May 17, 2020

Report: Airfreight Market Forecasted For 20-Year Growth

Air Cargo Management Group
Air freight
Freightliner constr
2 min
The market will require around 100 new freighters each year
Air Cargo Management Group (ACMG) is forecasting an increased demand for freighter aircraft which translates into a 50 percent increase in numbers by 20...


Air Cargo Management Group (ACMG) is forecasting an increased demand for freighter aircraft which translates into a 50 percent increase in numbers by 2033.

The air freight market will require around 100 new freighters each year over the next 20 years, based on a three percent annual growth in demand.

Approximately 80 freightliners were added per year from 1990 to 2013.

Even under the extreme case where there was no growth in air cargo demand over the next twenty years, there would be a need for about 60 added freighters per year to offset freighters that would be retired from the existing fleet.

Robert Dahl, Managing Director of ACMG, and one of the forecast’s authors, said: “Some vigor is returning to the air freight market, and when looking over the long term, the outlook for freighters is healthy.

“The robust market for narrowbody freighter conversions stands in stark contrast to the widebody freighter segment, where there is a strong preference for production freighters.

“We also found a strong belief by industry participants that belly capacity in passenger aircraft will threaten future demand for freighters in non-express applications.”

The ACMG report and forecast is the only one of its kind to be found in such depth in the industry, with the newly released 2014 version covering up to 2033. 

A full report can be accessed here

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Jun 8, 2021

DHL Claim Multi-Sector Collaboration Key to Fighting COVID

3 min
Global logistics leader DHL’s new white paper highlights what supply chain professionals have learned one year into the pandemic

Since January, global logistics leader DHL has distributed more than 200 million doses of the COVID vaccine to 120+ countries around the globe. While the US and UK recently rolled out immunisation plans to most citizens, countries with less developed infrastructure still desperately need more doses. In the United Arab Emirates (UAE), which currently has one of the highest per-capita immunisation rates, the government set up storage facilities to cover domestic and international demand. But storage, as we’ve learned, is little help if you can’t transport the goods.


This is where logistics leaders such as DHL make their impact. The company built over 50 new partnerships, bilateral and multilateral, to collaborate with pharmaceutical and private sector firms. With more than 350 DHL centres pressed into service, the group operated 9,000+ flights to ship the vaccine where it needed to go. 


Public-Private Partnerships

With new pandemic knowledge, DHL just released its “Revisiting Pandemic Resilience” white paper, which examined the role of logistics and supply chain companies in handling COVID-19. As Thomas Ellman, Head of Clinical Trials Logistics at DHL, said: “The past one year has highlighted the importance of logistics and supply chain management to manage the pandemic, ensure business continuity and protect public health. It has also shown us that together we are stronger”.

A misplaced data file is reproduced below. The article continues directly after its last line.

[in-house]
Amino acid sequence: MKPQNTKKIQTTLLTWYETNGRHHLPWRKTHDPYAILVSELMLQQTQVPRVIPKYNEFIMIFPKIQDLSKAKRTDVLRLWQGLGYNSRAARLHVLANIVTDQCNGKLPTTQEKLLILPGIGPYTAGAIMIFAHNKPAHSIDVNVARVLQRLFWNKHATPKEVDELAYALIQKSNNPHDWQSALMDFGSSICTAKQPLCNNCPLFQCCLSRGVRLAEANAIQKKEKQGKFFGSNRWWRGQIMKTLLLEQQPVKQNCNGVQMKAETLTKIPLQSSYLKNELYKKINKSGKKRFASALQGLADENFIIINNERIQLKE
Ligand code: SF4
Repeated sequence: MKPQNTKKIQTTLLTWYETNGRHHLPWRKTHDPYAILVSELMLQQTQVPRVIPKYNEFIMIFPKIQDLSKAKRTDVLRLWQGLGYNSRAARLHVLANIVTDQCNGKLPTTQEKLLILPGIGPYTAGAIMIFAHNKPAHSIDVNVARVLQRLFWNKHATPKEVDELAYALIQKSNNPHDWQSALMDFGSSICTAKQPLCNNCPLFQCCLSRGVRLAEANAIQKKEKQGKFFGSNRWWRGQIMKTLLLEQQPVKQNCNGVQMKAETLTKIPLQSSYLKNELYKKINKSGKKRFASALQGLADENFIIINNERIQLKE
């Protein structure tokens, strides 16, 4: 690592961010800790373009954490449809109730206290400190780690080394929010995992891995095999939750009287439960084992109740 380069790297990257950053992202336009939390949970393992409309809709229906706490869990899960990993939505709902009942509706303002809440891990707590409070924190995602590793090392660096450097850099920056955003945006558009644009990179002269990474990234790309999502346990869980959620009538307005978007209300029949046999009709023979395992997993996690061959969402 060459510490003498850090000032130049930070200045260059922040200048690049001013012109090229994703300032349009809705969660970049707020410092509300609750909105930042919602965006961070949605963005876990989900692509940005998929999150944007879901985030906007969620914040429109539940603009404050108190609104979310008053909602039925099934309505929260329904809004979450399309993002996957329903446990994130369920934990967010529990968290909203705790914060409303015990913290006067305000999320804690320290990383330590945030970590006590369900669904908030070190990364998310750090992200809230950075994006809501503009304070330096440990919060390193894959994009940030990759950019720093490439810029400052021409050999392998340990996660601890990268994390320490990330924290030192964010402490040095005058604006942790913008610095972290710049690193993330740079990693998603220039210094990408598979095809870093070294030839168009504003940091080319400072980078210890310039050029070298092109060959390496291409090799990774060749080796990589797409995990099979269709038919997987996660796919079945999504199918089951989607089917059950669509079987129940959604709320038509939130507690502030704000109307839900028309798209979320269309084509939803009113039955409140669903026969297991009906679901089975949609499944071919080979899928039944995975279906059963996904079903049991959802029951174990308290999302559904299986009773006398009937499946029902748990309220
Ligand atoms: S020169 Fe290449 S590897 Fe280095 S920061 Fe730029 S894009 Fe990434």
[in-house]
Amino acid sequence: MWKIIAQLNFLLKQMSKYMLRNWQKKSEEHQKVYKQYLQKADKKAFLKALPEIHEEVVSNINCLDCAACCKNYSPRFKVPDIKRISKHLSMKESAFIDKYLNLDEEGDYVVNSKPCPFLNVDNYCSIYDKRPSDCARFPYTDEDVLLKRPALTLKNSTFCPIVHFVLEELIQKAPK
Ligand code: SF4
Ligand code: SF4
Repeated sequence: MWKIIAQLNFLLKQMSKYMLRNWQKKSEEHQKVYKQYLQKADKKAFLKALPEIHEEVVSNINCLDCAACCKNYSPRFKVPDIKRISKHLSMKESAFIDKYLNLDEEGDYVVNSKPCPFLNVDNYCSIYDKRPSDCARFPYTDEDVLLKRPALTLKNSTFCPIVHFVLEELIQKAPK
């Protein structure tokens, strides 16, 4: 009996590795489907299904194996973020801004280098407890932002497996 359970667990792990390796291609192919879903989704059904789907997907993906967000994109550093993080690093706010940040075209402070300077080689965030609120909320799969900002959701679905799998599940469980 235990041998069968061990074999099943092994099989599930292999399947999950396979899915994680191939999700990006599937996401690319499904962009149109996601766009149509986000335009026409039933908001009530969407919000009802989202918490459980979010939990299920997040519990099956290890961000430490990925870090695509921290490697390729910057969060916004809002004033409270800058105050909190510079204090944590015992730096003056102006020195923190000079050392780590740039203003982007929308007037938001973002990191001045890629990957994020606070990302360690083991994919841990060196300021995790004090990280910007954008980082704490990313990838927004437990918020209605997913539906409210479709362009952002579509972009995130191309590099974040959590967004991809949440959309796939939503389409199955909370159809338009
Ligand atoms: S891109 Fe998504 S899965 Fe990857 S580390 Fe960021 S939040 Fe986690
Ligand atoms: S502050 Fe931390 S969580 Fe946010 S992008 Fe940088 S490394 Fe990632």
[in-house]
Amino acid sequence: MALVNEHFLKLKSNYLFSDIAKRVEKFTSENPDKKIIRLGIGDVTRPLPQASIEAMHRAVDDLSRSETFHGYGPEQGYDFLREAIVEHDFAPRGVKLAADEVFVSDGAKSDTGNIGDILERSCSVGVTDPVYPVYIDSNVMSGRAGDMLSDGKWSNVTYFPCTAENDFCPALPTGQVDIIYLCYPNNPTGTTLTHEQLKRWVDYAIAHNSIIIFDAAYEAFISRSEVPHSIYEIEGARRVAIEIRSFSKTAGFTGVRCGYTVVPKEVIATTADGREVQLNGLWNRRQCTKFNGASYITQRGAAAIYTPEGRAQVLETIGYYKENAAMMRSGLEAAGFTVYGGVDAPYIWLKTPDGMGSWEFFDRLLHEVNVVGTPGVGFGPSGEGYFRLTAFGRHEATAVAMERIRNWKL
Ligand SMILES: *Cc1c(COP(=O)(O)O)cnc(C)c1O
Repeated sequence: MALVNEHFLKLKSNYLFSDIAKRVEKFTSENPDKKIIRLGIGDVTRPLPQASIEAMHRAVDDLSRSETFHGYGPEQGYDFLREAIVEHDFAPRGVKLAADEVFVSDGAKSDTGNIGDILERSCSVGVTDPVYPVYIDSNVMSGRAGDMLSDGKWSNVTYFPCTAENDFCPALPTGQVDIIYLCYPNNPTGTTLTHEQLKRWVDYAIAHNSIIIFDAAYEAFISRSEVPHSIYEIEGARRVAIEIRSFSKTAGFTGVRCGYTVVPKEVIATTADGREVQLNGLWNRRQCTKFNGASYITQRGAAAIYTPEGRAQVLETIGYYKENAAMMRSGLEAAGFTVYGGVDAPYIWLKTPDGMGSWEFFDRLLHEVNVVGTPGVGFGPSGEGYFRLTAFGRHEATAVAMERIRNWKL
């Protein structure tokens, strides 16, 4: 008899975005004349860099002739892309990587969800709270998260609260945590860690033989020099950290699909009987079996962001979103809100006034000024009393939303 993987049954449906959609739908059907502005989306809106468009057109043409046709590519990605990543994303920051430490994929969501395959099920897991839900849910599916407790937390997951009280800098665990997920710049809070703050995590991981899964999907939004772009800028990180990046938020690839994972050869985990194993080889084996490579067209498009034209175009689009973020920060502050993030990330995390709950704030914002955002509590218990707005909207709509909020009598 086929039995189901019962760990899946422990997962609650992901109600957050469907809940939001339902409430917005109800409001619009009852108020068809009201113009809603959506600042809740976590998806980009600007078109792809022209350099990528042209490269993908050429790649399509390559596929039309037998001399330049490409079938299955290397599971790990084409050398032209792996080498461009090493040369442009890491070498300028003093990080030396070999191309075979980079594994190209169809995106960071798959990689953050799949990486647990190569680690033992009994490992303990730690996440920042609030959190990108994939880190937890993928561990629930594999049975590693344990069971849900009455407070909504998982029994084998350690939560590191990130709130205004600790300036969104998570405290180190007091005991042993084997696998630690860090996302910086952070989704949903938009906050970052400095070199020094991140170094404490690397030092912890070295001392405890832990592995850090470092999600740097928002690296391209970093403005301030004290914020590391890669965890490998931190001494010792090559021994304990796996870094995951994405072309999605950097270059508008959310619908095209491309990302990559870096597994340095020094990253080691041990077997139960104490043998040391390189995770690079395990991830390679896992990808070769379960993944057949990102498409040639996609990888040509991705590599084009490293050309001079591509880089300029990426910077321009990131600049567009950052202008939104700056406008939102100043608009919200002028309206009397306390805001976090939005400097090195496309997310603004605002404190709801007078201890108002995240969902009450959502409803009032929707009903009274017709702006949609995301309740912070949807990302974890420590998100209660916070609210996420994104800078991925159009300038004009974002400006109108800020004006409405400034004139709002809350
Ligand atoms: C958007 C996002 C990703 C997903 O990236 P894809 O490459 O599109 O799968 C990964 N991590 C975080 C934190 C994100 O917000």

Multisector partnerships, DHL said, enabled rapid, effective vaccine distribution. While international scientists developed a vaccine in record time—five times faster than any other vaccine in history—manufacturers ramped up production and logistics teams rolled out distribution three times faster than expected. When commercial routes faced backups, logistics operators worked with military officers to transport vaccines via helicopters and boats. 


In the UAE, the public-private HOPE Consortium distributed billions of COVID-19 doses to its civilians as well as other countries in need by partnering with commercial organisations such as DHL. For the first time, apropo for an unprecedented pandemic, logistics companies made strong connections with public health and government.


“While the race against the virus continues, leveraging the power of such collaborations and data analytics will be key”, said Katja Busch, Chief Commercial Officer DHL and Head of DHL Customer Solutions & Innovation. “We need to remain prepared for high patient and vaccine volumes, maintain logistics infrastructure and capacity, while planning for seasonal fluctuations by providing a stable and well-equipped platform for the years to come”. 


How Do We Sustain Immunisation? 

By the end of 2021, experts estimate that we need approximately 10 billion doses of vaccines—many of which will be shipped to areas of the world, such as India, South Africa, and Brazil, that lack significant infrastructure. This is perhaps the greatest divide between countries that have rolled out successful immunisation programmes and those that have not. As Busch noted, “the UAE’s significant investments in creating robust air, sea, and land infrastructure facilitated logistics and vaccine distribution, helping us keep supply chains resilient”. 


Neither is the novel coronavirus a one-time affair. If predictions hold, COVID will be similar to seasonal colds or the flu: here to stay. When fall comes around each year, governments will need to vaccinate the world as quickly as possible to ensure long-term immunisation against the virus. This time, logistics companies must be better prepared. 

Yet global immunisation, year after year, is no small order. To keep reinfection rates low and slow the spread of COVID, governments will likely need 7-9 billion annual doses of the vaccine to meet that mark. And if DHL’s white paper is any judge of success, multi-sector supply chain partnerships will set the gold standard.

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